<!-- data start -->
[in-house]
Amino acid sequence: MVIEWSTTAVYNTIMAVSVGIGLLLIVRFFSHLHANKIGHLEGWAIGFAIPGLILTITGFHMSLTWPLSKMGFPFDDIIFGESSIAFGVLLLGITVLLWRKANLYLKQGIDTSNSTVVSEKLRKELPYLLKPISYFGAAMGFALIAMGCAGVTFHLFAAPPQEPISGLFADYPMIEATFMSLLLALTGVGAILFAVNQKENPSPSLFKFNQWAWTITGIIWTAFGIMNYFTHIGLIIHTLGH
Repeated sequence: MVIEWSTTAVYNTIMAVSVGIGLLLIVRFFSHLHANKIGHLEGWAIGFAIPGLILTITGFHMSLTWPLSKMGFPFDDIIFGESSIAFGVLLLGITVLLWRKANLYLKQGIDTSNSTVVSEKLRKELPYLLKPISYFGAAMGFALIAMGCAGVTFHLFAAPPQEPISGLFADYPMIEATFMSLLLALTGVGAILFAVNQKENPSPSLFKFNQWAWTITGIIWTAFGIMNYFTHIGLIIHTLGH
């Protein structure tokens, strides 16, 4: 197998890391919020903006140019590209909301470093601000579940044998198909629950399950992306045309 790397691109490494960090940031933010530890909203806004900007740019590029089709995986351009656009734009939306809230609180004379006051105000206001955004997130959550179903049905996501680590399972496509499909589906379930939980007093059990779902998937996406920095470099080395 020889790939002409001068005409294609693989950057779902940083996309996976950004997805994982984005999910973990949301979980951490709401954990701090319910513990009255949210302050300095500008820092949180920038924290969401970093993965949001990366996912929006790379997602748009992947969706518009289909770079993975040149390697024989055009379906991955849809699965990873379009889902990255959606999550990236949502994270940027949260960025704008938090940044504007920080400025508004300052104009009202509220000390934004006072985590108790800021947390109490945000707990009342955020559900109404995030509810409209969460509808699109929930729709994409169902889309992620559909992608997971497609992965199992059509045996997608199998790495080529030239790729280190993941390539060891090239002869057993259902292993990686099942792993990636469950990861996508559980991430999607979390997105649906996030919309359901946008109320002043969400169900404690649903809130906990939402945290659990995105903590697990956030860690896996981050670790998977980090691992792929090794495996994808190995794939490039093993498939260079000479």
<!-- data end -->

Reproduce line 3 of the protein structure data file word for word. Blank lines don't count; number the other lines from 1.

Repeated sequence: MVIEWSTTAVYNTIMAVSVGIGLLLIVRFFSHLHANKIGHLEGWAIGFAIPGLILTITGFHMSLTWPLSKMGFPFDDIIFGESSIAFGVLLLGITVLLWRKANLYLKQGIDTSNSTVVSEKLRKELPYLLKPISYFGAAMGFALIAMGCAGVTFHLFAAPPQEPISGLFADYPMIEATFMSLLLALTGVGAILFAVNQKENPSPSLFKFNQWAWTITGIIWTAFGIMNYFTHIGLIIHTLGH